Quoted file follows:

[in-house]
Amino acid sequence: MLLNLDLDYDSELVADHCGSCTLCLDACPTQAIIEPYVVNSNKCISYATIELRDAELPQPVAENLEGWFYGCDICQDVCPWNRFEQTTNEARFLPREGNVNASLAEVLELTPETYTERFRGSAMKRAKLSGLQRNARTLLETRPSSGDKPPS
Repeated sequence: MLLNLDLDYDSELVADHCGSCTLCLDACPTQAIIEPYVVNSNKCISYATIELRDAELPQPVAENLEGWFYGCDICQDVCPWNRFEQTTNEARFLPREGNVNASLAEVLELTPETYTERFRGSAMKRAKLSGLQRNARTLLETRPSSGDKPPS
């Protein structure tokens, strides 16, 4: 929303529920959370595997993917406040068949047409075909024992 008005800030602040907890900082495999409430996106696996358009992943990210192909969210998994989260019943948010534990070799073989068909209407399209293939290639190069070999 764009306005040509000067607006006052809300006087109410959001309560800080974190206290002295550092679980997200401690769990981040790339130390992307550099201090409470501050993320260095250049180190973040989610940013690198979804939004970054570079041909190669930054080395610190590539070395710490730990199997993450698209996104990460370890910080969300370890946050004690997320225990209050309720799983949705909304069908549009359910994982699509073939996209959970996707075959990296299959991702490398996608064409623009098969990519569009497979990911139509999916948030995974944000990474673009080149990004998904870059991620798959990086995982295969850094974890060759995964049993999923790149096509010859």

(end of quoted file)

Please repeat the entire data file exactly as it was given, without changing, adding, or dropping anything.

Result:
[in-house]
Amino acid sequence: MLLNLDLDYDSELVADHCGSCTLCLDACPTQAIIEPYVVNSNKCISYATIELRDAELPQPVAENLEGWFYGCDICQDVCPWNRFEQTTNEARFLPREGNVNASLAEVLELTPETYTERFRGSAMKRAKLSGLQRNARTLLETRPSSGDKPPS
Repeated sequence: MLLNLDLDYDSELVADHCGSCTLCLDACPTQAIIEPYVVNSNKCISYATIELRDAELPQPVAENLEGWFYGCDICQDVCPWNRFEQTTNEARFLPREGNVNASLAEVLELTPETYTERFRGSAMKRAKLSGLQRNARTLLETRPSSGDKPPS
């Protein structure tokens, strides 16, 4: 929303529920959370595997993917406040068949047409075909024992 008005800030602040907890900082495999409430996106696996358009992943990210192909969210998994989260019943948010534990070799073989068909209407399209293939290639190069070999 764009306005040509000067607006006052809300006087109410959001309560800080974190206290002295550092679980997200401690769990981040790339130390992307550099201090409470501050993320260095250049180190973040989610940013690198979804939004970054570079041909190669930054080395610190590539070395710490730990199997993450698209996104990460370890910080969300370890946050004690997320225990209050309720799983949705909304069908549009359910994982699509073939996209959970996707075959990296299959991702490398996608064409623009098969990519569009497979990911139509999916948030995974944000990474673009080149990004998904870059991620798959990086995982295969850094974890060759995964049993999923790149096509010859």